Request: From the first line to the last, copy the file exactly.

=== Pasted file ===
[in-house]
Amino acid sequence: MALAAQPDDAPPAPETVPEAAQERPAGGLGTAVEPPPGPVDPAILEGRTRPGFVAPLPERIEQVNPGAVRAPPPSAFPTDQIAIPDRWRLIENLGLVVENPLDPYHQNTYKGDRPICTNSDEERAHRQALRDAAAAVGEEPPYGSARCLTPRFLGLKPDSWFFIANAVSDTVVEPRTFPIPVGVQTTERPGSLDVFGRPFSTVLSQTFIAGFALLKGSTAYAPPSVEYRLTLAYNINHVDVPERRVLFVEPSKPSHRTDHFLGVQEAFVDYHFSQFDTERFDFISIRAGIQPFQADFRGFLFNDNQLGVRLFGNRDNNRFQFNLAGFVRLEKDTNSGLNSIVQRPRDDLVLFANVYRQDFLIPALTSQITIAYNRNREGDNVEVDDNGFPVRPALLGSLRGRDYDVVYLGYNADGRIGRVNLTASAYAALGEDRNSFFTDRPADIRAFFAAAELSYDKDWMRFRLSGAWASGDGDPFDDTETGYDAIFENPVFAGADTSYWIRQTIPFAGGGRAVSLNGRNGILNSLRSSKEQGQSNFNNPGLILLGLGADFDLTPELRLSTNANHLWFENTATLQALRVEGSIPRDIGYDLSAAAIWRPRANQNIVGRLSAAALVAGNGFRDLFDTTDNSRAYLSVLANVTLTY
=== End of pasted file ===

[in-house]
Amino acid sequence: MALAAQPDDAPPAPETVPEAAQERPAGGLGTAVEPPPGPVDPAILEGRTRPGFVAPLPERIEQVNPGAVRAPPPSAFPTDQIAIPDRWRLIENLGLVVENPLDPYHQNTYKGDRPICTNSDEERAHRQALRDAAAAVGEEPPYGSARCLTPRFLGLKPDSWFFIANAVSDTVVEPRTFPIPVGVQTTERPGSLDVFGRPFSTVLSQTFIAGFALLKGSTAYAPPSVEYRLTLAYNINHVDVPERRVLFVEPSKPSHRTDHFLGVQEAFVDYHFSQFDTERFDFISIRAGIQPFQADFRGFLFNDNQLGVRLFGNRDNNRFQFNLAGFVRLEKDTNSGLNSIVQRPRDDLVLFANVYRQDFLIPALTSQITIAYNRNREGDNVEVDDNGFPVRPALLGSLRGRDYDVVYLGYNADGRIGRVNLTASAYAALGEDRNSFFTDRPADIRAFFAAAELSYDKDWMRFRLSGAWASGDGDPFDDTETGYDAIFENPVFAGADTSYWIRQTIPFAGGGRAVSLNGRNGILNSLRSSKEQGQSNFNNPGLILLGLGADFDLTPELRLSTNANHLWFENTATLQALRVEGSIPRDIGYDLSAAAIWRPRANQNIVGRLSAAALVAGNGFRDLFDTTDNSRAYLSVLANVTLTY